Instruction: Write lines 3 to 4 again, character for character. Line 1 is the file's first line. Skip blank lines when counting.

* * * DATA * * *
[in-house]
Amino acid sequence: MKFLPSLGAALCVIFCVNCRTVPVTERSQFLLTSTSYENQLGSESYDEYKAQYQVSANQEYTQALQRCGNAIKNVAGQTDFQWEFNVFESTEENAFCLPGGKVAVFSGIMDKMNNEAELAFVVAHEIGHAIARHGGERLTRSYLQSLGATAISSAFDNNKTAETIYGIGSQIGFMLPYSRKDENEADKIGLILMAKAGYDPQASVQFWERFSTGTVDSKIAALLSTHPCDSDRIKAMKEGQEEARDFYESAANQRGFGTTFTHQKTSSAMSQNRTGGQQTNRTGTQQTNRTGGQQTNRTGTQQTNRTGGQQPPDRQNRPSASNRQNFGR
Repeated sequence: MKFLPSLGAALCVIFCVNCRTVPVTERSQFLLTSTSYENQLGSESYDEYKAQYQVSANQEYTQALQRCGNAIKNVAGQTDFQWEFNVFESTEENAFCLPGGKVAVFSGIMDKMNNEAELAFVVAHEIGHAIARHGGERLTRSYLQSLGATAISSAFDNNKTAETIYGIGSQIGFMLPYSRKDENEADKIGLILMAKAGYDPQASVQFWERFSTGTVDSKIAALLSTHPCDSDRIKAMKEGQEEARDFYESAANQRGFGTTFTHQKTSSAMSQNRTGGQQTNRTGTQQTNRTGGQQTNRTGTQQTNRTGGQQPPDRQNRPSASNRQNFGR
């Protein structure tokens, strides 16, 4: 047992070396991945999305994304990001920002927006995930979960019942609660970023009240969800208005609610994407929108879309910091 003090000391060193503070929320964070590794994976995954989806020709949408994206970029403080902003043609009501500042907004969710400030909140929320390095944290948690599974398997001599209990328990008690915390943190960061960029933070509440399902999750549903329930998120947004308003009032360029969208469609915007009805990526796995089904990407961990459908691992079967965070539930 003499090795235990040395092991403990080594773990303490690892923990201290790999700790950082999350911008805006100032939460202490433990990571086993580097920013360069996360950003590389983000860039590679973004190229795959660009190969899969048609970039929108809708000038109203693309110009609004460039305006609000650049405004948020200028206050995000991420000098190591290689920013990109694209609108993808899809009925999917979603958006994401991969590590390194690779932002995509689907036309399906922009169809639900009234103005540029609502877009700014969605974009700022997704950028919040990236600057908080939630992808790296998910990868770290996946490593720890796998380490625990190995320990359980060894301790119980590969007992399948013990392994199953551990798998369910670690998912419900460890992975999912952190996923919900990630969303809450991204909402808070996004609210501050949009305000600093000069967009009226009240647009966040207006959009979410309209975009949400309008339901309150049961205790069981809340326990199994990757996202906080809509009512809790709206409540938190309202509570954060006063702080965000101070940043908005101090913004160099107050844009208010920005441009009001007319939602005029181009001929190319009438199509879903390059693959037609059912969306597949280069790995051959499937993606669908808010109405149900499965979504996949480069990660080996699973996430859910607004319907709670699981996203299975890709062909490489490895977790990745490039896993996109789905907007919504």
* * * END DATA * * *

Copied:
Repeated sequence: MKFLPSLGAALCVIFCVNCRTVPVTERSQFLLTSTSYENQLGSESYDEYKAQYQVSANQEYTQALQRCGNAIKNVAGQTDFQWEFNVFESTEENAFCLPGGKVAVFSGIMDKMNNEAELAFVVAHEIGHAIARHGGERLTRSYLQSLGATAISSAFDNNKTAETIYGIGSQIGFMLPYSRKDENEADKIGLILMAKAGYDPQASVQFWERFSTGTVDSKIAALLSTHPCDSDRIKAMKEGQEEARDFYESAANQRGFGTTFTHQKTSSAMSQNRTGGQQTNRTGTQQTNRTGGQQTNRTGTQQTNRTGGQQPPDRQNRPSASNRQNFGR
């Protein structure tokens, strides 16, 4: 047992070396991945999305994304990001920002927006995930979960019942609660970023009240969800208005609610994407929108879309910091 003090000391060193503070929320964070590794994976995954989806020709949408994206970029403080902003043609009501500042907004969710400030909140929320390095944290948690599974398997001599209990328990008690915390943190960061960029933070509440399902999750549903329930998120947004308003009032360029969208469609915007009805990526796995089904990407961990459908691992079967965070539930 003499090795235990040395092991403990080594773990303490690892923990201290790999700790950082999350911008805006100032939460202490433990990571086993580097920013360069996360950003590389983000860039590679973004190229795959660009190969899969048609970039929108809708000038109203693309110009609004460039305006609000650049405004948020200028206050995000991420000098190591290689920013990109694209609108993808899809009925999917979603958006994401991969590590390194690779932002995509689907036309399906922009169809639900009234103005540029609502877009700014969605974009700022997704950028919040990236600057908080939630992808790296998910990868770290996946490593720890796998380490625990190995320990359980060894301790119980590969007992399948013990392994199953551990798998369910670690998912419900460890992975999912952190996923919900990630969303809450991204909402808070996004609210501050949009305000600093000069967009009226009240647009966040207006959009979410309209975009949400309008339901309150049961205790069981809340326990199994990757996202906080809509009512809790709206409540938190309202509570954060006063702080965000101070940043908005101090913004160099107050844009208010920005441009009001007319939602005029181009001929190319009438199509879903390059693959037609059912969306597949280069790995051959499937993606669908808010109405149900499965979504996949480069990660080996699973996430859910607004319907709670699981996203299975890709062909490489490895977790990745490039896993996109789905907007919504």